it must be mentioned that reconstitution of the original certificate of title must be based on an owner’s duplicate. for it was still contrary to the constitutional proscription against aliens acquiring lands of the public or private domain. there would be no more public policy violated since the land is in the hands of Filipinos qualified to acquire and own such land. Prescription never lies against the State. petitioners herein. because of the doctrine of pari delicto. the proper party to assail the illegality of the transaction was not the parties to the transaction. after examining all the evidence before it.Lee Liong and the latter’s subsequent possession of the property in the concept of owner. While it took the Republic more than sixty years to assert itself. This was what was done in this case when the Solicitor General initiated an action for annulment of judgment of reconstitution of title. Thus.[27] Thus. has since died and the land has been inherited by his heirs and subsequently their heirs.[38] .[32] In this case.[35] In this case.[31] Although ownership of the land cannot revert to the original sellers. ordered the reconstitution of title in the name of Lee Liong. Lee Liong. However. the trial court. the Solicitor General may initiate an action for reversion or escheat of the land to the State. In this case. was disqualified to acquire the land in question.[36] This renders the order of reconstitution void for lack of factual support. there is a question as to whether Lee Liong has the qualification to own land in the Philippines. a Chinese citizen. subject to other defenses. reconstitution was based on the plan and technical description approved by the Land Registration Authority. Under the 1935 Constitution. however. However. the flaw in the original transaction is considered cured and the title of the transferee is rendered valid.[26] aliens could not acquire private agricultural lands. The sale of the land in question was consummated sometime in March 1936. save in cases of hereditary succession. as hereafter set forth. The constitutional proscription on alien ownership of lands of the public or private domain was intended to protect lands from falling in the hands of non-Filipinos.”[33] Thus. a fact the Solicitor General does not dispute.[28] The fact that the Court did not annul the sale of the land to an alien did not validate the transaction. secondary evidence thereof. subsequent circumstances militate against escheat proceedings because the land is now in the hands of Filipinos.”[30] The proper party to assail the sale is the Solicitor General. Petitioners are Filipino citizens.[29] “In sales of real estate to aliens incapable of holding title thereto by virtue of the provisions of the Constitution both the vendor and the vendee are deemed to have committed the constitutional violation and being thus in pari delicto the courts will not afford protection to either party. Incidentally. Lee Liong. during the effectivity of the 1935 Constitution. “If land is invalidly transferred to an alien who subsequently becomes a citizen or transfers it to a citizen. it is not barred from initiating such action.[37] A judgment with absolutely nothing to support it is void. The original vendee.[34] The objective of the constitutional provision to keep our lands in Filipino hands has been achieved. the subsequent transfer of the property to qualified Filipinos may no longer be impugned on the basis of the invalidity of the initial transfer. or other valid sources of the title to be reconstituted.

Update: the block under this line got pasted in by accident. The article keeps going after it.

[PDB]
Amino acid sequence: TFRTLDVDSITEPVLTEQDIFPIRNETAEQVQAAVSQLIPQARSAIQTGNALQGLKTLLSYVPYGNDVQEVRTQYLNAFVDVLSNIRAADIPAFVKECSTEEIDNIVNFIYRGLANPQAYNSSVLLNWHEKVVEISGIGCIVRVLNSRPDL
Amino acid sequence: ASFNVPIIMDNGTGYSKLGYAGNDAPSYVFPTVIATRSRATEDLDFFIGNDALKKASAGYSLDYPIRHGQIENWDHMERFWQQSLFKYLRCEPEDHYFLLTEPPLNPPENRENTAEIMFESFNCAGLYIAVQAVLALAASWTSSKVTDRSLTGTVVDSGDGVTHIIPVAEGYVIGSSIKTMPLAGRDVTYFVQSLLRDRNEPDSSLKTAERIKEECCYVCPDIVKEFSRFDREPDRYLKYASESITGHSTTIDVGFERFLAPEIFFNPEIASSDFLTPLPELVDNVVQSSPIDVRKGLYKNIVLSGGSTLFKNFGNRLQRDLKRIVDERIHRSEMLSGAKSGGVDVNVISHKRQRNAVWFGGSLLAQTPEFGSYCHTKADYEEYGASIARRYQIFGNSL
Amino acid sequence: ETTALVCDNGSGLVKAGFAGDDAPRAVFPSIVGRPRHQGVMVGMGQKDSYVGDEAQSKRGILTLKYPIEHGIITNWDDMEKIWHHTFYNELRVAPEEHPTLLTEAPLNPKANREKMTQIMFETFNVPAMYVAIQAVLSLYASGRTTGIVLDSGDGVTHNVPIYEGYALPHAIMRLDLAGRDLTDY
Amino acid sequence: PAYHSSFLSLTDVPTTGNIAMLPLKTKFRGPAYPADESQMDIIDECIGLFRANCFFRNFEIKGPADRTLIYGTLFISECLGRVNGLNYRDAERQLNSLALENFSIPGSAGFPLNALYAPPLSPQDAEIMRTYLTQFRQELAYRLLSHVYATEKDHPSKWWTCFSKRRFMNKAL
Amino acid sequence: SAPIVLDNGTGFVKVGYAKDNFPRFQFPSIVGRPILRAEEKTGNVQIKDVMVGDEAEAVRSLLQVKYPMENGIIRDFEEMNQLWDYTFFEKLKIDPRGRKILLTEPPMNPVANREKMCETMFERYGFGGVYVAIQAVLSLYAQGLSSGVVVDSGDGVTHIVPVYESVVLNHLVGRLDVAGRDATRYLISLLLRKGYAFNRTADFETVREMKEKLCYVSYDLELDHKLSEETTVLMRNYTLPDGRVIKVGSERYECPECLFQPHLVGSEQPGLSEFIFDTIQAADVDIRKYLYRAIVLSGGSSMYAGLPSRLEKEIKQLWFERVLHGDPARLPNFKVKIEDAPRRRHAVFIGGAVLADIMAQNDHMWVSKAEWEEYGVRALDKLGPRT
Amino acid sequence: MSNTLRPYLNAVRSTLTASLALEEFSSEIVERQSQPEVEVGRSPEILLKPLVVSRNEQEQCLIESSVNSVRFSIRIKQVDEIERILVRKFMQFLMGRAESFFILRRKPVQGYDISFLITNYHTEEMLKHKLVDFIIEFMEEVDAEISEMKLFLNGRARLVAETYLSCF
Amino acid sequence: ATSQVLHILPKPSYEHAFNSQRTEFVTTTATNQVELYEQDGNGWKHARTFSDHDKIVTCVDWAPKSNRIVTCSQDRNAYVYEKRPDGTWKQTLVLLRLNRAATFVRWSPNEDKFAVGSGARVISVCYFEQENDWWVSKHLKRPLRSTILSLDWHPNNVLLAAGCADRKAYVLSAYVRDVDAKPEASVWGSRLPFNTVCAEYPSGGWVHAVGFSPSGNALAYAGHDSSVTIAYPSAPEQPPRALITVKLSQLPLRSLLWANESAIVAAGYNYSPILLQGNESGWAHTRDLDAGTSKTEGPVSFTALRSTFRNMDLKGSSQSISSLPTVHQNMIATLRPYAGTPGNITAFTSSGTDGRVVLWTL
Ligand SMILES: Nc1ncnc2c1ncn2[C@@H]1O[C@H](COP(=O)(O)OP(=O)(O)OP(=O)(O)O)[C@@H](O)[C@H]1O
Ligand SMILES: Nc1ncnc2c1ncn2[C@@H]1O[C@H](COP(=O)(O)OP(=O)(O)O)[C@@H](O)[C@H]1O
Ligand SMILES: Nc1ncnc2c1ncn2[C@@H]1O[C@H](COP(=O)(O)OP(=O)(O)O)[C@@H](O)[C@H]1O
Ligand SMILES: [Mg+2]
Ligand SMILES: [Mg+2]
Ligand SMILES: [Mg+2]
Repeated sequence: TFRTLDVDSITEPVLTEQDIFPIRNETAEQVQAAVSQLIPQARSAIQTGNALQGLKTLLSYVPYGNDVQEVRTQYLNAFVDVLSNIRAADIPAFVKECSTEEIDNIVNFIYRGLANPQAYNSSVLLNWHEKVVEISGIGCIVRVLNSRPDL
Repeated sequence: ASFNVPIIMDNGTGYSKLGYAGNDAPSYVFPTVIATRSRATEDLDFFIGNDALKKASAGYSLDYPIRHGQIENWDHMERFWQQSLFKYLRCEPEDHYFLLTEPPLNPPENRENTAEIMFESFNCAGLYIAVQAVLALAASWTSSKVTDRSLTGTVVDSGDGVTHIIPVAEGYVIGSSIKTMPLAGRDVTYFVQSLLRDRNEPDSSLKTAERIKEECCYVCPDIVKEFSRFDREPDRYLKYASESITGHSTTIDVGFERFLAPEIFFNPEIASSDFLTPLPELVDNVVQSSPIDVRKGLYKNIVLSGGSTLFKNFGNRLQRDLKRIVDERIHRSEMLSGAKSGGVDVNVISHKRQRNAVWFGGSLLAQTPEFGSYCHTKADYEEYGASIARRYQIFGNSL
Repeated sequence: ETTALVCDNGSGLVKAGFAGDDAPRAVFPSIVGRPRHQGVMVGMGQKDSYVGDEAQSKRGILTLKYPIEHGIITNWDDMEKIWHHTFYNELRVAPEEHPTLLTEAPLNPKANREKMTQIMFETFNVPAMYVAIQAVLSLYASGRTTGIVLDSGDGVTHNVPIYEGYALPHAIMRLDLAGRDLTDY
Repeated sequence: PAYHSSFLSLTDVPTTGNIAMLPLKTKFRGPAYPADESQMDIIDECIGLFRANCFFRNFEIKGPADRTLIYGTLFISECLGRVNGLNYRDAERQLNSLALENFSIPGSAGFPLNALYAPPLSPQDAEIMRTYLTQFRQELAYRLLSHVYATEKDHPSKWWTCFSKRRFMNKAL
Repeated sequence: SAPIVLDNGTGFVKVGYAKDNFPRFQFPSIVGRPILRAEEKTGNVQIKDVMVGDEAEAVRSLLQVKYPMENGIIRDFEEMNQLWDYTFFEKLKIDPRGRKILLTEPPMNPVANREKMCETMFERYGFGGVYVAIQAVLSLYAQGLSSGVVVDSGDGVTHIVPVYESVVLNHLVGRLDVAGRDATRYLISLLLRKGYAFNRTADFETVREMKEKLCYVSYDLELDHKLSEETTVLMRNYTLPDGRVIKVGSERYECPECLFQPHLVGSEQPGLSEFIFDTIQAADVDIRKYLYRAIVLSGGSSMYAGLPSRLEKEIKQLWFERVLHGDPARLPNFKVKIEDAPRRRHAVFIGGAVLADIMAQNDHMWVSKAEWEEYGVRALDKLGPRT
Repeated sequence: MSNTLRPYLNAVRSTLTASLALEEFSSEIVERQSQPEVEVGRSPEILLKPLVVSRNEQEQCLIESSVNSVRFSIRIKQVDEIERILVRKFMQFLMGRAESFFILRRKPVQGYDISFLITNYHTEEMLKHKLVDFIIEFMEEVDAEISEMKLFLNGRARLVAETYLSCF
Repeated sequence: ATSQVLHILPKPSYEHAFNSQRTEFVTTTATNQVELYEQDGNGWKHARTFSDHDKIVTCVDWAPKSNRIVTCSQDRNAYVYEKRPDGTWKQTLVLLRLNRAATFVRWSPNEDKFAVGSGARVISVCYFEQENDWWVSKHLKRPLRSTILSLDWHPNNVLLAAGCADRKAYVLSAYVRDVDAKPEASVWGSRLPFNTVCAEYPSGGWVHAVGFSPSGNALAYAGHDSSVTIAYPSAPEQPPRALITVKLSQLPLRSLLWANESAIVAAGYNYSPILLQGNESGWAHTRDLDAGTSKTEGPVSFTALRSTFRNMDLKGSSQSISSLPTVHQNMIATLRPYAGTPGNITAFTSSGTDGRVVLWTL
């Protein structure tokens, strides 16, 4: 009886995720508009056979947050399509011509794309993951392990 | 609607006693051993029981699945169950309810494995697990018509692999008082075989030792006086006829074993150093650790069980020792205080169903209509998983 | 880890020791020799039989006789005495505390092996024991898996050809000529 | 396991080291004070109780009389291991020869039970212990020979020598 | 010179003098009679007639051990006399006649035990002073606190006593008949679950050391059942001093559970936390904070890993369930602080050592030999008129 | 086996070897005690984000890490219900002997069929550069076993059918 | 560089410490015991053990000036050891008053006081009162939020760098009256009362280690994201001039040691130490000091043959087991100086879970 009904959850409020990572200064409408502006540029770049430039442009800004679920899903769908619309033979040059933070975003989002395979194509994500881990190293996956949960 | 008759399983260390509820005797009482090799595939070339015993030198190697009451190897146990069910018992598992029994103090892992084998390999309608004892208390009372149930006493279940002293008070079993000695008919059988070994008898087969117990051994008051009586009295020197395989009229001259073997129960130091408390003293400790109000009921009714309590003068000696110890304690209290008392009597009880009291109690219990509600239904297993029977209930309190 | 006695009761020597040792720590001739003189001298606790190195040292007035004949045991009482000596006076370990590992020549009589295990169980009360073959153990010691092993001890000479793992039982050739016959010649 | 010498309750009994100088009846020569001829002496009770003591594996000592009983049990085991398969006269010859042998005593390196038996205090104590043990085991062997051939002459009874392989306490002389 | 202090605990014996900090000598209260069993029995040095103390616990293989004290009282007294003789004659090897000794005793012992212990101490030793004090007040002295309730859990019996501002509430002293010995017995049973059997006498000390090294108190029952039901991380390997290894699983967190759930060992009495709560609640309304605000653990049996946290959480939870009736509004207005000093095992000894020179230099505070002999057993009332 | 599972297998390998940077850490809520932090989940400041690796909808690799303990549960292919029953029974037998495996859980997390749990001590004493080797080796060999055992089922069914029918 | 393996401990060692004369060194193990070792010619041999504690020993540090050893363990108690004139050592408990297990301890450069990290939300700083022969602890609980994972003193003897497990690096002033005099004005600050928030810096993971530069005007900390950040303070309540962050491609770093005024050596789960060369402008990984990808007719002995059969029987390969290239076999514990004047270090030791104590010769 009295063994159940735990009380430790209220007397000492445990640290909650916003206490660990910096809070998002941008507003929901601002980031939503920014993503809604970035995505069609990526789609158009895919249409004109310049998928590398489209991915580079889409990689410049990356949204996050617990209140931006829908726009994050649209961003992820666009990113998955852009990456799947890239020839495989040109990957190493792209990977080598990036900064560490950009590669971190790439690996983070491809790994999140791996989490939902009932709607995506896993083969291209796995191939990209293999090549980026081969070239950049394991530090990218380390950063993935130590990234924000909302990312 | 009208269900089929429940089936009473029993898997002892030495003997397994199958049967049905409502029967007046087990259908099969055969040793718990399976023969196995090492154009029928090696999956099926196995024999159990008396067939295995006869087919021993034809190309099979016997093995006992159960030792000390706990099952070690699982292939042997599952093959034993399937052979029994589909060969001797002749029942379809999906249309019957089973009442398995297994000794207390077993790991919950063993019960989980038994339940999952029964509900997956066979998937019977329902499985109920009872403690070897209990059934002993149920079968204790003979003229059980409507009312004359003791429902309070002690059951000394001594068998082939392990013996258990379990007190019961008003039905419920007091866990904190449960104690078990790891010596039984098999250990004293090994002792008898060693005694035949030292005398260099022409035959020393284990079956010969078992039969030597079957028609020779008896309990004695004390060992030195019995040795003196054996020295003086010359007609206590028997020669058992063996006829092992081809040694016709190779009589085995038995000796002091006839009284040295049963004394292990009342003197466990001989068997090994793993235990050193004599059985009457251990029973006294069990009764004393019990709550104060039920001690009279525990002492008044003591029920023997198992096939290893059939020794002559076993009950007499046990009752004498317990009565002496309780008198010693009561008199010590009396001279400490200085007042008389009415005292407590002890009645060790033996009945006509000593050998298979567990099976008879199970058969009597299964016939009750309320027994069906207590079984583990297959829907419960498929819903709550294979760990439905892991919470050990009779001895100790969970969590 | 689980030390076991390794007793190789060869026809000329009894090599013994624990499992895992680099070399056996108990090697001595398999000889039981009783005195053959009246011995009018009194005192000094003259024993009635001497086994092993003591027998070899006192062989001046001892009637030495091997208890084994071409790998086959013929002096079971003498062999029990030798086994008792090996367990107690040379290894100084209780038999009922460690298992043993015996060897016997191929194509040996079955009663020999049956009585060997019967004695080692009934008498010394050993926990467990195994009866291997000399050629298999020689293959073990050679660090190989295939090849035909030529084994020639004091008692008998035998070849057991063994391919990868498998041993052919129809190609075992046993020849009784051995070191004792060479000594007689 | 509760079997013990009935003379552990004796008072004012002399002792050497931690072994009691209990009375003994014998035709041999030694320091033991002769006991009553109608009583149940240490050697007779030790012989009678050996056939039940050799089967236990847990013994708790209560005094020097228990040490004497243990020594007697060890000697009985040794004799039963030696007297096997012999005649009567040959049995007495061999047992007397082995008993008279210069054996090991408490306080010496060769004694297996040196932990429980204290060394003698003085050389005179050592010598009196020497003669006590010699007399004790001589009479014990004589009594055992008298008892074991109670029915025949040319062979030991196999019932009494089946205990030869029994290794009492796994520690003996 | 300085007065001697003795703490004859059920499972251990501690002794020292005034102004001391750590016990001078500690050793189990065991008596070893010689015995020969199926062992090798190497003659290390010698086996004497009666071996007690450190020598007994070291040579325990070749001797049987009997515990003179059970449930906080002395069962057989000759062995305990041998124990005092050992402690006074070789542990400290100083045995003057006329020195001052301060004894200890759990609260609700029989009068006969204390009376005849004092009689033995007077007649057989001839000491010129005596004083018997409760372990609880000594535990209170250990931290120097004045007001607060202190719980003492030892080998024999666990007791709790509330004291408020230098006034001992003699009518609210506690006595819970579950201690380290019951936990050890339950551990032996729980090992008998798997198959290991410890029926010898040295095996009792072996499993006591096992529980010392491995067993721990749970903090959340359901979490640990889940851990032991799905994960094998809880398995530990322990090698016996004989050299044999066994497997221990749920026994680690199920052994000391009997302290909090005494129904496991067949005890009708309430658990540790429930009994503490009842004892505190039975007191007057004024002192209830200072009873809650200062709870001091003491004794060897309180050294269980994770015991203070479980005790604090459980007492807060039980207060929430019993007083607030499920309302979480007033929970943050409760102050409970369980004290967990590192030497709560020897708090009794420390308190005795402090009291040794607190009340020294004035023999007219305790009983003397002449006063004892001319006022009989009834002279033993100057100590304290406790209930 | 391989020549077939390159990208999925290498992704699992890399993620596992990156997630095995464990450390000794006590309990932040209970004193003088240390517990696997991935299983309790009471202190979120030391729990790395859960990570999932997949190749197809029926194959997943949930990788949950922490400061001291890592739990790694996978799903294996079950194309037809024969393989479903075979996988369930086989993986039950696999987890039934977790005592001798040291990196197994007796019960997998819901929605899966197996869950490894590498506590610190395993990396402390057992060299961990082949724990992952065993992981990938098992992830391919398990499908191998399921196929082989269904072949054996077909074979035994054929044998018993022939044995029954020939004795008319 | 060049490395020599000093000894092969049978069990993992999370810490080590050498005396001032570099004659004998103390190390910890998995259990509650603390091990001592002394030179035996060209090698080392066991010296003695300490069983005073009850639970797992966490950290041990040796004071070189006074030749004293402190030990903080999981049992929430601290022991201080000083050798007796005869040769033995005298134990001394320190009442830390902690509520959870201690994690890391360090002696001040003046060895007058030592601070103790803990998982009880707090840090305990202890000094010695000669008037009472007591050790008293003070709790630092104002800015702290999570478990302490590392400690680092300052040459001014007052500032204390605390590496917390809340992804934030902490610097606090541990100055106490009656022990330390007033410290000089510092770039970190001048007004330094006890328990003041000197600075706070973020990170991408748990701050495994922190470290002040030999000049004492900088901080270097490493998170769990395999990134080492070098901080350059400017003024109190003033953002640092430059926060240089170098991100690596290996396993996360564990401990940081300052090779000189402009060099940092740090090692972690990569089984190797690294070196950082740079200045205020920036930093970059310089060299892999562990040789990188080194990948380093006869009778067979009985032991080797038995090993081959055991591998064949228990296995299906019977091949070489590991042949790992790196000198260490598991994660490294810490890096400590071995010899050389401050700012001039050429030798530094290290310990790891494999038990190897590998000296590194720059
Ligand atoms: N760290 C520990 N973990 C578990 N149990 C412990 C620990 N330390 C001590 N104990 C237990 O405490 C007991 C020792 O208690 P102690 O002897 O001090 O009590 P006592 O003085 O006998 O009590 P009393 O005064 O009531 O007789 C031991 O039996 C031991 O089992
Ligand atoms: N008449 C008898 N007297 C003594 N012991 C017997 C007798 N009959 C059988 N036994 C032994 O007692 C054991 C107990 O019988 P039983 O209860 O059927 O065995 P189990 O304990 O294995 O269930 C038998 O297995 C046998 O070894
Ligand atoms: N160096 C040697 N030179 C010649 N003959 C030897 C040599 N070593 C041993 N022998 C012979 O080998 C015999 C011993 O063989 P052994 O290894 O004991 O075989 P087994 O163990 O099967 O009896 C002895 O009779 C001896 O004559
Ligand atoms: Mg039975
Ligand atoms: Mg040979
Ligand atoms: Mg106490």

[39] It does not pass upon the ownership of the land covered by the lost or destroyed title.[40] Any change in the ownership of the property must be the subject of a separate suit. SO ORDERED.[41] Thus. the Court sets aside the order of reconstitution of title in Reconstitution Case No. a reconstitution of title is the re-issuance of a new certificate of title lost or destroyed in its original form and condition. Roxas City. and dismisses the petition. without prejudice. R. SP No. R-1928.As earlier mentioned. In lieu thereof. although petitioners are in possession of the land. No costs. . WHEREFORE. a separate proceeding is necessary to thresh out the issue of ownership of the land. 36274. the Court REVERSES and SETS ASIDE the decision of the Court of Appeals in CA-G. Regional Trial Court.